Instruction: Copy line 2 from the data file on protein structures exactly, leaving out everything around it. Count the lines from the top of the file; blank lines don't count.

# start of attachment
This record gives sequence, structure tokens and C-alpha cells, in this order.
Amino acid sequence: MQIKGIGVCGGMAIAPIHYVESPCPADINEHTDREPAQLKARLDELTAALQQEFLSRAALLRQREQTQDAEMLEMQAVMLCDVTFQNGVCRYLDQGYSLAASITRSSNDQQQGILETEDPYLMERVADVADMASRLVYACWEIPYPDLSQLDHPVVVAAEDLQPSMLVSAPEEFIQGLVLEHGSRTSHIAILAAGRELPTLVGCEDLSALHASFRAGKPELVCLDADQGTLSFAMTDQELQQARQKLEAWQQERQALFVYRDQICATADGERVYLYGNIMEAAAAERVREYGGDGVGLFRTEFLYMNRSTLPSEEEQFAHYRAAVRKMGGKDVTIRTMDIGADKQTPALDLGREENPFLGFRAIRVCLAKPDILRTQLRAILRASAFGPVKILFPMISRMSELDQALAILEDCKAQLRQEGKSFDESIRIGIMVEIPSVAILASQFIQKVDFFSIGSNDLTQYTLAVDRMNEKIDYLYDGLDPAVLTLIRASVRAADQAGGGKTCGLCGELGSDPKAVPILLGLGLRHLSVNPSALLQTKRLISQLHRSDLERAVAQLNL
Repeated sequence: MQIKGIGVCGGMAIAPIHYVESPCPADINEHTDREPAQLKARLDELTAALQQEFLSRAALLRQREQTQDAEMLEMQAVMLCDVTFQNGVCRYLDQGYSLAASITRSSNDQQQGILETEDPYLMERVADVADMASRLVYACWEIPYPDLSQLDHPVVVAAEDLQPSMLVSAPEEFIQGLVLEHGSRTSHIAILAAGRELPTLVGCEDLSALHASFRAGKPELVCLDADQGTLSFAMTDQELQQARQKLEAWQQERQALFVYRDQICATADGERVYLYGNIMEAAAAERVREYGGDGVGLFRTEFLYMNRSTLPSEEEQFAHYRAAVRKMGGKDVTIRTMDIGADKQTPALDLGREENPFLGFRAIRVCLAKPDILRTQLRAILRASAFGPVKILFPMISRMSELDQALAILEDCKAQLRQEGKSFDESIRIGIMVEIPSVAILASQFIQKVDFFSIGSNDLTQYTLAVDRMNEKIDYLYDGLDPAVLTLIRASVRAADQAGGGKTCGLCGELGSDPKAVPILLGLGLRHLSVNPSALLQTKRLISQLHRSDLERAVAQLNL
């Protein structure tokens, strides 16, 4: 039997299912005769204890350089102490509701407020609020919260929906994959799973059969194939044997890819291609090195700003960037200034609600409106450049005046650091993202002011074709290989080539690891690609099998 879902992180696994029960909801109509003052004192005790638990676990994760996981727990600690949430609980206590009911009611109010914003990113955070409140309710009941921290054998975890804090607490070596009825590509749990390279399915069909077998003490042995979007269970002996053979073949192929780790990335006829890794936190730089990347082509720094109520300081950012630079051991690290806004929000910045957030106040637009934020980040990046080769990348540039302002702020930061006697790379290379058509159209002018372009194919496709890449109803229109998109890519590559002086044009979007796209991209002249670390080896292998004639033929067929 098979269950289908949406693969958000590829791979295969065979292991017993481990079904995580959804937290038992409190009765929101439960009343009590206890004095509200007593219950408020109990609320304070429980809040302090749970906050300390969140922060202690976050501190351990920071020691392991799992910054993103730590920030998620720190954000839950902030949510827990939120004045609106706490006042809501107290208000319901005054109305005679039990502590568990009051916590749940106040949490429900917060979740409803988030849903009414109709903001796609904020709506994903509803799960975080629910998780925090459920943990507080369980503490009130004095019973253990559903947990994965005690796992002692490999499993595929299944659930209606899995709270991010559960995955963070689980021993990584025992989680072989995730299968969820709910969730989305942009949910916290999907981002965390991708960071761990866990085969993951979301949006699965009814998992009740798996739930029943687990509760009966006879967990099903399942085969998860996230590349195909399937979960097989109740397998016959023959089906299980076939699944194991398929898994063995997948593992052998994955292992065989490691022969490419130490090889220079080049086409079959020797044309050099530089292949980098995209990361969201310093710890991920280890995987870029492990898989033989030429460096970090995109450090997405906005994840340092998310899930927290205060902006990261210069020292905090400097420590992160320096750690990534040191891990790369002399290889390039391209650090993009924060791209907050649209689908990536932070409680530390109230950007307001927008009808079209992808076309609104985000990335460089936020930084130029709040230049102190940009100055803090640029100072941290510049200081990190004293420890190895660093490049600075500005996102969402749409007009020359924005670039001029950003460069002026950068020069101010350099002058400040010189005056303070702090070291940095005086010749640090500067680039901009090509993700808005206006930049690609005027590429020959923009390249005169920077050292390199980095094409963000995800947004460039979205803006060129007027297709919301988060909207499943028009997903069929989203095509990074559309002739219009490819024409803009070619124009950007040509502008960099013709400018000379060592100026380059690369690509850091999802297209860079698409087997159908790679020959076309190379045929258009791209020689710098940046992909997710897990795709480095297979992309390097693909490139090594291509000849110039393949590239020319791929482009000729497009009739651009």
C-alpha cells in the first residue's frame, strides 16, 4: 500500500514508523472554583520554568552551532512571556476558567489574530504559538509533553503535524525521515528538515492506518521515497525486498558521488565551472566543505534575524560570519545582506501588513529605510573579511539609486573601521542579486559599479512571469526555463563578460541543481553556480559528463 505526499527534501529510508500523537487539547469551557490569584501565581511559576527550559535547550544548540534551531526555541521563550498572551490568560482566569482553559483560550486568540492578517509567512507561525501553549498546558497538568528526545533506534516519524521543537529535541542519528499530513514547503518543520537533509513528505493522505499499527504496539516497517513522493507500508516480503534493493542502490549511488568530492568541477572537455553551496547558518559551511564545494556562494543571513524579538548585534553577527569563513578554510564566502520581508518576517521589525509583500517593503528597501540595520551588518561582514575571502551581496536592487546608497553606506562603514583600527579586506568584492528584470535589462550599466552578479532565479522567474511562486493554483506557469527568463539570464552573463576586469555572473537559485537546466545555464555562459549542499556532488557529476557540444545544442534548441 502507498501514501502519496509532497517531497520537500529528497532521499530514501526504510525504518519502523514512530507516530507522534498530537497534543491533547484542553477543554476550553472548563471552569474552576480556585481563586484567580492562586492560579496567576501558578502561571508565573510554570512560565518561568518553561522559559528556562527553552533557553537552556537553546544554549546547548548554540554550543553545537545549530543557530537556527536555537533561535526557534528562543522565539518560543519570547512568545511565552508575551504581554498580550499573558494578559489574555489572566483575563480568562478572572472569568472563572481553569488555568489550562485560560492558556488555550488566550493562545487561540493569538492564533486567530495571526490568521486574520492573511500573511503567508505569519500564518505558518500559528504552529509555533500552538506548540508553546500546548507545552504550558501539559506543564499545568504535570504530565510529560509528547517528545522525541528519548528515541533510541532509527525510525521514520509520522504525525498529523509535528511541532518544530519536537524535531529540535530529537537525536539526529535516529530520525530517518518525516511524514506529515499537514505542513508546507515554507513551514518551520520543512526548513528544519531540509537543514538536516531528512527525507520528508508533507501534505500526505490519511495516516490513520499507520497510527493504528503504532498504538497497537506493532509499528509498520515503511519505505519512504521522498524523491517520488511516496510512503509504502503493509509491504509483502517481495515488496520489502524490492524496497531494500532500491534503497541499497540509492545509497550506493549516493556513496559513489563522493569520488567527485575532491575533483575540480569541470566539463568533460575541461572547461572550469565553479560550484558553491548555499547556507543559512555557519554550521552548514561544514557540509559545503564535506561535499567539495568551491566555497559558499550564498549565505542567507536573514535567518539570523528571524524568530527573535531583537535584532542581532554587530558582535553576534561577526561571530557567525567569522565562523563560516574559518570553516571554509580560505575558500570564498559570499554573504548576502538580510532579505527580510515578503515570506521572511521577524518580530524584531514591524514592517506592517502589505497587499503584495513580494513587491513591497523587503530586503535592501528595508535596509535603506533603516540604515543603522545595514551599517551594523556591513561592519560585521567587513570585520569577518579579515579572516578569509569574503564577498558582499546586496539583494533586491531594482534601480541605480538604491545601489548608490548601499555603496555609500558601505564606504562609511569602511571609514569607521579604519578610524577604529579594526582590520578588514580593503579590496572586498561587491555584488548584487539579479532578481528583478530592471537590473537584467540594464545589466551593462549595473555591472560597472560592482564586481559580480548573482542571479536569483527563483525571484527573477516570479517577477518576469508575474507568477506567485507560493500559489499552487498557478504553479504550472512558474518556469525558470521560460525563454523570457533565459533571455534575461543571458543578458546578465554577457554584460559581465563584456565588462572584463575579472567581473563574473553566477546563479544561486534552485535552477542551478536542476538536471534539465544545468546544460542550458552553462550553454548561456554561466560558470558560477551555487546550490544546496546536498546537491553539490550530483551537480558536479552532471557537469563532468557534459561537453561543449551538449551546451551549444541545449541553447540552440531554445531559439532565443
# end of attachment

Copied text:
Amino acid sequence: MQIKGIGVCGGMAIAPIHYVESPCPADINEHTDREPAQLKARLDELTAALQQEFLSRAALLRQREQTQDAEMLEMQAVMLCDVTFQNGVCRYLDQGYSLAASITRSSNDQQQGILETEDPYLMERVADVADMASRLVYACWEIPYPDLSQLDHPVVVAAEDLQPSMLVSAPEEFIQGLVLEHGSRTSHIAILAAGRELPTLVGCEDLSALHASFRAGKPELVCLDADQGTLSFAMTDQELQQARQKLEAWQQERQALFVYRDQICATADGERVYLYGNIMEAAAAERVREYGGDGVGLFRTEFLYMNRSTLPSEEEQFAHYRAAVRKMGGKDVTIRTMDIGADKQTPALDLGREENPFLGFRAIRVCLAKPDILRTQLRAILRASAFGPVKILFPMISRMSELDQALAILEDCKAQLRQEGKSFDESIRIGIMVEIPSVAILASQFIQKVDFFSIGSNDLTQYTLAVDRMNEKIDYLYDGLDPAVLTLIRASVRAADQAGGGKTCGLCGELGSDPKAVPILLGLGLRHLSVNPSALLQTKRLISQLHRSDLERAVAQLNL